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Keystone pipeline rejected over politics, say Republicans

Obama says he rejected the Keystone pipeline because mandated deadlines would not allow proper a fair review, but Republicans are accusing him of putting politics ahead of sound policy.

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Yet some unions that back Obama oppose the pipeline, included United Auto Workers, Service Employees International Union and Communications Workers of America.

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TransCanada says the pipeline could create as many as 20,000 jobs, a figure opponents say is inflated. A State Department report last summer said the pipeline would create up to 6,000 jobs during construction.

Obama appeared to have skirted what some dubbed the "Keystone conundrum" in November when the State Department announced it was postponing a decision on the pipeline until after this year's election. Officials said they needed extra time to study routes that avoid an environmentally sensitive area of Nebraska that supplies water to eight states.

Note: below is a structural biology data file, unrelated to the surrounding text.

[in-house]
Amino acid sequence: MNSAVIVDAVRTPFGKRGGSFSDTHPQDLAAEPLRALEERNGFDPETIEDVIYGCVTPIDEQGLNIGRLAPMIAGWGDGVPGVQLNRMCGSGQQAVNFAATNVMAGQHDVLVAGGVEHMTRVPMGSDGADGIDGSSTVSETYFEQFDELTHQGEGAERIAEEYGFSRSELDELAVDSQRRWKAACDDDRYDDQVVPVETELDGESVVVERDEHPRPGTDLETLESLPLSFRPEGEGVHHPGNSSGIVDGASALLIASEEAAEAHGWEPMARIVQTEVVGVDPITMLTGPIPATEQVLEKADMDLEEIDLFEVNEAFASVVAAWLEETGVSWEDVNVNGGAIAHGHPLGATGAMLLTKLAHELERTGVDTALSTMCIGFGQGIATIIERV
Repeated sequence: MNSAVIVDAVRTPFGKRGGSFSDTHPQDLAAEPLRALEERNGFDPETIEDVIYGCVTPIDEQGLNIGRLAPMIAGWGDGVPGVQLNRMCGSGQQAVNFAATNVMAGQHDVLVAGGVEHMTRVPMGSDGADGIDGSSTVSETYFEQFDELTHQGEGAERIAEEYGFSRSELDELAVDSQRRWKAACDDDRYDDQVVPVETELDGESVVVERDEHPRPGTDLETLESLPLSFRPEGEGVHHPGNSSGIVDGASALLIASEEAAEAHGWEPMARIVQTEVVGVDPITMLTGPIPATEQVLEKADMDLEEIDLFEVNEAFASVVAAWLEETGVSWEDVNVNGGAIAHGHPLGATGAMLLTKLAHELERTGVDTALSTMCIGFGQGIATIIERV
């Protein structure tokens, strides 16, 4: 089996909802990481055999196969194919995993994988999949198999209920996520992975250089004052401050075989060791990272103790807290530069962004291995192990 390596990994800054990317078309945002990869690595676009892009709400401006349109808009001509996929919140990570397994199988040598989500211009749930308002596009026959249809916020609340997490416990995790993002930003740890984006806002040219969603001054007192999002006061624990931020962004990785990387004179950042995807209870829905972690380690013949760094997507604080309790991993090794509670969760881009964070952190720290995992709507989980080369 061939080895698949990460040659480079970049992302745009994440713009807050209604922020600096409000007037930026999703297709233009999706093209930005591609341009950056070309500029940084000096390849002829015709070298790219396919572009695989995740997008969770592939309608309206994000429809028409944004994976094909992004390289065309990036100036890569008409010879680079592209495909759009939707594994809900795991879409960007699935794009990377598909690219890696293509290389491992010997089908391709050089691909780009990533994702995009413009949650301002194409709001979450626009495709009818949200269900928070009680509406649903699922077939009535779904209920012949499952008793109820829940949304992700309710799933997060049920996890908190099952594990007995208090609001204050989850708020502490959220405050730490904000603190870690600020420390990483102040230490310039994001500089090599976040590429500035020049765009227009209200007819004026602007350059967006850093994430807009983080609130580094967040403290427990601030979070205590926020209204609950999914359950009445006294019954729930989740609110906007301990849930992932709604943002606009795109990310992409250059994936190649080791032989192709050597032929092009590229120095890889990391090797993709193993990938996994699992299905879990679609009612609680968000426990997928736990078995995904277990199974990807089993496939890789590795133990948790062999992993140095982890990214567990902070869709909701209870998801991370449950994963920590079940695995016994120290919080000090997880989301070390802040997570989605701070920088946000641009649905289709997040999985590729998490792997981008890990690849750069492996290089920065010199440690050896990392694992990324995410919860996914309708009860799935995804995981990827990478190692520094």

The affected area stretches just 65 miles (105 kilometers) through the Sandhills region of northern Nebraska, but the concerns were serious enough that the state's governor and senators opposed the project until the pipeline was moved. The new route, which has not been chosen, would have to be approved by Nebraska environmental officials and the State Department, which has authority because the pipeline would cross an international border.

Obama said his decision does not "change my administration's commitment to American-made energy that creates jobs and reduces our dependence on oil."

To underscore the point, Obama signaled that he would not oppose development of an oil pipeline from Oklahoma to refineries along the Gulf of Mexico. TransCanada already operates a pipeline from Canada to Cushing, Oklahoma.

Refineries in Houston and along the Texas Gulf Coast can handle heavy crude such as that extracted from Canadian tar sands — the type of oil that would flow through the Keystone XL pipeline.

Bill McKibben, an environmental activist who led opposition to the pipeline, praised Obama's decision to stand up to what he called a "naked political threat from Big Oil." Jack Gerard, the oil industry's top lobbyist, had said last week that Obama faced "huge political consequences" if he rejected the pipeline.

"It's not only the right thing, it's a very brave thing to do," McKibben said. "That's the Barack Obama I think people thought they were electing back in 2008."

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